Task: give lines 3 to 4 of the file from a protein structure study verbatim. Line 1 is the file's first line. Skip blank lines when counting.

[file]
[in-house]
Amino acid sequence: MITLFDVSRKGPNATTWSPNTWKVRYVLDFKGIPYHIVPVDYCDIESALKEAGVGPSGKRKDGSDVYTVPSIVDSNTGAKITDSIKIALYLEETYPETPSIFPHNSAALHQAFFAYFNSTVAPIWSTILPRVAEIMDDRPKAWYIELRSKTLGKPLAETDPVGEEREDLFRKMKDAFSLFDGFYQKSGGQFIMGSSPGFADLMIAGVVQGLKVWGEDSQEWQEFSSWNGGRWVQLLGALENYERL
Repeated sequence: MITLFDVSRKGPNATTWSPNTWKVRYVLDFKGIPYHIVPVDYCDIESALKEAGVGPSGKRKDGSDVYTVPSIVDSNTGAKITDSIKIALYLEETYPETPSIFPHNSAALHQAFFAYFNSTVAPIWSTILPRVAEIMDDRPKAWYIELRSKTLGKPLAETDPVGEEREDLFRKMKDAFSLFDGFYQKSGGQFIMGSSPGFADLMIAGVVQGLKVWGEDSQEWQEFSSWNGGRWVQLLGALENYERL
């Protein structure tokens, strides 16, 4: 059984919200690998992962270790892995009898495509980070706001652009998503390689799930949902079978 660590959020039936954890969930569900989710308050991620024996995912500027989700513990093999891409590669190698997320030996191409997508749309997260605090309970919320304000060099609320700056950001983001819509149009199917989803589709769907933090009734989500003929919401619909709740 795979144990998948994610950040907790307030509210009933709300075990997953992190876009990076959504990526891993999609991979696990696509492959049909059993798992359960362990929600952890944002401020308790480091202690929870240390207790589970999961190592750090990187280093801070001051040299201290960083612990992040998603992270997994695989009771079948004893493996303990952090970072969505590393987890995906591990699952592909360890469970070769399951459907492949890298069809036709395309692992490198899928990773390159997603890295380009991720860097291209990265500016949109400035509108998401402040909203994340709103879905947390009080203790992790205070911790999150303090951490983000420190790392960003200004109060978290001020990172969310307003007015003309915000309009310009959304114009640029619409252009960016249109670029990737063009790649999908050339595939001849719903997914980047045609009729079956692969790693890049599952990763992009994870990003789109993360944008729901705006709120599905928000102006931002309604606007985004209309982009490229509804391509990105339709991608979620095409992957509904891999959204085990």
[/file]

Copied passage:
Repeated sequence: MITLFDVSRKGPNATTWSPNTWKVRYVLDFKGIPYHIVPVDYCDIESALKEAGVGPSGKRKDGSDVYTVPSIVDSNTGAKITDSIKIALYLEETYPETPSIFPHNSAALHQAFFAYFNSTVAPIWSTILPRVAEIMDDRPKAWYIELRSKTLGKPLAETDPVGEEREDLFRKMKDAFSLFDGFYQKSGGQFIMGSSPGFADLMIAGVVQGLKVWGEDSQEWQEFSSWNGGRWVQLLGALENYERL
């Protein structure tokens, strides 16, 4: 059984919200690998992962270790892995009898495509980070706001652009998503390689799930949902079978 660590959020039936954890969930569900989710308050991620024996995912500027989700513990093999891409590669190698997320030996191409997508749309997260605090309970919320304000060099609320700056950001983001819509149009199917989803589709769907933090009734989500003929919401619909709740 795979144990998948994610950040907790307030509210009933709300075990997953992190876009990076959504990526891993999609991979696990696509492959049909059993798992359960362990929600952890944002401020308790480091202690929870240390207790589970999961190592750090990187280093801070001051040299201290960083612990992040998603992270997994695989009771079948004893493996303990952090970072969505590393987890995906591990699952592909360890469970070769399951459907492949890298069809036709395309692992490198899928990773390159997603890295380009991720860097291209990265500016949109400035509108998401402040909203994340709103879905947390009080203790992790205070911790999150303090951490983000420190790392960003200004109060978290001020990172969310307003007015003309915000309009310009959304114009640029619409252009960016249109670029990737063009790649999908050339595939001849719903997914980047045609009729079956692969790693890049599952990763992009994870990003789109993360944008729901705006709120599905928000102006931002309604606007985004209309982009490229509804391509990105339709991608979620095409992957509904891999959204085990």